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June 28th, 2018
Are you based in the US? We know where you can bring your 3D CAD files to life
Here at CGTrader, we want to help you find the best 3D models. Since we have more than 200,000 print-ready models to offer we also want to make sure you know about the best ways to turn those models into real objects!
One great place to get your designs produced is Xometry. Xometry is an on-demand manufacturing company based in the US that can manufacture your models using a range of 3D Printing processes as well as offer instant quoting, great pricing, and the ability to get your models delivered within days. Xometry operates a partner network of over 1,000 manufacturers so there’s almost nothing they can’t make well in every material you need.
We asked Greg Paulsen, Director of Applications Engineering at Xometry, to give us a couple insights to current 3D printing industry trends.
Over the past years, we have seen so much hype about 3D printing, then it ended, but what has not changed is the saying that "in the future, we will have many everyday life things printed and used”. What does Xometry think about this?
We have witnessed over the last several years is that more designers and engineers are understanding what 3D printing can and can't do as well as where certain processes strengths lie in the product life-cycle. I do believe that we are going to start seeing printed parts all around us but they will likely be made with professional systems like the ones Xometry runs versus smaller desktop units due to their reliability and repeatability in production.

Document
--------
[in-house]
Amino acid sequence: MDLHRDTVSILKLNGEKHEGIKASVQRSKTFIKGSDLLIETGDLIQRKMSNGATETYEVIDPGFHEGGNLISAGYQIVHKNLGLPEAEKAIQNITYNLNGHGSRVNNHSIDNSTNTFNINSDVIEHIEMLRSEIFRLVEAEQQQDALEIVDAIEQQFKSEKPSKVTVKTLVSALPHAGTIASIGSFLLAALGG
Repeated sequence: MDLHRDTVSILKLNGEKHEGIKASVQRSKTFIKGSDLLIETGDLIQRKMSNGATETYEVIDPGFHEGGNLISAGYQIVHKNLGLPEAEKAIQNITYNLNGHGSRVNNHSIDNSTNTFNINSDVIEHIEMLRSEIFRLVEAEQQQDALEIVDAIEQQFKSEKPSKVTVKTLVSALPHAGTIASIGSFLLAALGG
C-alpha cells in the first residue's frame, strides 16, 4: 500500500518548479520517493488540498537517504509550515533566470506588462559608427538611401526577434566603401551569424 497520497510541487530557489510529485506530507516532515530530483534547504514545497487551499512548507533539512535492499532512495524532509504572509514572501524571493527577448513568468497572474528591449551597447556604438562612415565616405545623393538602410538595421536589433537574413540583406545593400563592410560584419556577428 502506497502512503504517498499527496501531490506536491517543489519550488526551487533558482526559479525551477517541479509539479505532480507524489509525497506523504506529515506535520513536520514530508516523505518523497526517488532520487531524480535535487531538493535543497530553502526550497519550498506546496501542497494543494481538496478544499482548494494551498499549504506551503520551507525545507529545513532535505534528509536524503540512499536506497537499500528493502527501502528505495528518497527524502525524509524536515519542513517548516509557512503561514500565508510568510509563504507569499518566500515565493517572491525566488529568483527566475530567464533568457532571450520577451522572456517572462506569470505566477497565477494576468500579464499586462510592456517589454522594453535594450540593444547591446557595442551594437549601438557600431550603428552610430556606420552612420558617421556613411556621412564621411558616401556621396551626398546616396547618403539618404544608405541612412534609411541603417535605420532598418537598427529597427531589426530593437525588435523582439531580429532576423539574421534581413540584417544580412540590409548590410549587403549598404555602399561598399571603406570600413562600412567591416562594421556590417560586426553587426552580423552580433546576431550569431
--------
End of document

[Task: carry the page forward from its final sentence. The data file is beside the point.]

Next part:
What trends do you see in on-demand services? Where does this statement stand now, and what are your predictions for 5 and then 10 years from now?
Prototyping is still a king, but we are seeing more an more end-use production parts mixed in with the one-offs. Our customers clearly understand the value of 3D printing in terms of cost, lead time, and design flexibility. One of the hurdles is that typical end-use materials in 3D printing are not as cosmetically pleasing as traditionally manufactured part (e.g. molded parts). I think the future holds on keeping the mechanical properties as good or better for current industrial 3D printing, like selective laser sintering, but with better surface finishing and throughput. In the next decade, we will also see an explosion of materials that give great results part after part as well as hybrid manufacturing technologies that blur the lines between additive and subtractive manufacturing.
To get your free instant quote and design-for-manufacturability feedback, simply upload your design’s CAD file here. Or, check out Xometry’s 3D Printing design guides to learn more about our work.
Tell us what you think!